Keeping arms open and uncrossed will communicate a warm and friendly message and sitting tall with your back against the back of the seat will communicate a message of confidence. Many interviewers report that bad interviews most often contain little to no eye contact! Furthermore, hand gestures can be an essential part of your message to the interviewer. Simple, infrequent hand gestures help emphasise what you are saying—however, avoid pointing or using too many hand gestures, as this can make you appear fidgety and disingenuous. Playing with your hair or touching your face can also make you appear unprofessional, so if you are unsure what to do with your hands, folding them together and holding them in your lap is an easy, neutral gesture that you can hold until the initial nervousness decreases and you begin to deliver those great answers that you prepared earlier.
Soft skills are valued in today's workforce, regardless of your job. Your future boss wants to make sure she can trust you to interact well with peers, suppliers and, most importantly, clients. Employers are becoming more willing to invest in a well-spoken junior resource who can be trained rather than a guru who does not communicate well.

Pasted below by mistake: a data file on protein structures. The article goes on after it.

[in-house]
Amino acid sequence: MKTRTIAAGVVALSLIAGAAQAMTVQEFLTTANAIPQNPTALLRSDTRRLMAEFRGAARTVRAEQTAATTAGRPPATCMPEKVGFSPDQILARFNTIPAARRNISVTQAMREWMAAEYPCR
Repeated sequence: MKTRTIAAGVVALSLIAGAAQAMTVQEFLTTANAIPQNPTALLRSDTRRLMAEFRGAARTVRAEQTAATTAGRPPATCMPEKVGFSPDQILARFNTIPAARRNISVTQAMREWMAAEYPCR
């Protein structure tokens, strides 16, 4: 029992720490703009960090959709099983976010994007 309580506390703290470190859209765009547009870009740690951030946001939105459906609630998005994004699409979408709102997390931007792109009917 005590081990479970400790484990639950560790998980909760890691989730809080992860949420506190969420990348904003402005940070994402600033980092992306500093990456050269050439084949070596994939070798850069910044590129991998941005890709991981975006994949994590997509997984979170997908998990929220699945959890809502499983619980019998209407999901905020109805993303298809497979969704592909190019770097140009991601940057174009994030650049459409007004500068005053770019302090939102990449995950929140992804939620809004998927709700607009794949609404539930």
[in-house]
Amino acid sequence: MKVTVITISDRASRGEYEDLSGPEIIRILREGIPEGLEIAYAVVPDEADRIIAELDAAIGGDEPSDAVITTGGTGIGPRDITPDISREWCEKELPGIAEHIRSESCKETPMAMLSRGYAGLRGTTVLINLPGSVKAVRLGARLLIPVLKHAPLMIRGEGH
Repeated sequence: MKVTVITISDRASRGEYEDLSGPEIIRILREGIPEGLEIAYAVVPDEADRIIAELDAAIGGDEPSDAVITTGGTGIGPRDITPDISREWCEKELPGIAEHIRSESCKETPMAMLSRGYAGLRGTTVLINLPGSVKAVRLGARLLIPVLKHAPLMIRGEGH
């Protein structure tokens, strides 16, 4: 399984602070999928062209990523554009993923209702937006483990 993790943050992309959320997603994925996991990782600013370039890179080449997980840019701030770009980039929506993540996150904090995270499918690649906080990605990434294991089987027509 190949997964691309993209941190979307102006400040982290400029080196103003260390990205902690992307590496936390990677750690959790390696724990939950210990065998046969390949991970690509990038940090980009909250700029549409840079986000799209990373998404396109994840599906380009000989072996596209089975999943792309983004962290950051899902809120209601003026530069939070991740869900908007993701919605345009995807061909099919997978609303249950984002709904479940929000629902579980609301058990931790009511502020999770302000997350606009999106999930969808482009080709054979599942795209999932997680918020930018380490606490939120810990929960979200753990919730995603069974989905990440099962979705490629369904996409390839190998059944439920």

Communication. Communication comes in three types – verbal, written and body language. Learn to communicate effectively in one or more of these mediums.
Adaptability. Being adaptable means more than “going with the flow” or learning to work in an ever-changing environment. Adaptability requires you to think outside of the box and offer more innovative, creative ideas.
Problem Solving. Do you like logic or crossword puzzles? Those tasks take a patient, persistent mind. Most importantly, hiring managers seek problem solvers who can optimise their business services. Just be prepared to show them how you solved a problem. Bring a few examples to the interview.
Observation. Learning to do a job and perform well isn’t enough. Companies see new ideas and recommendations as key to preventing business stagnation. Prove to the hiring manager you have ample critical thinking skills. Instead of showing results, show how you developed an idea or analysed information.
Some interviewers make up their minds about candidates in the first five minutes of the interview – and then spend the rest of the interview looking for things to confirm that decision! Start off with a positive comment about the company – something like
"I've really been looking forward to this meeting [not "interview"]. I think [the company] is doing great work in [a particular field or project], and I'm really excited by the prospect of being able to contribute."
Being honest in an interview means being honest about your qualifications, about your experience, and – arguably most importantly – about your skill set. If you mention that you have Python or SQL in your interview, for example, when you’re not even at an intermediate level, there is a very good chance you’ll be found out.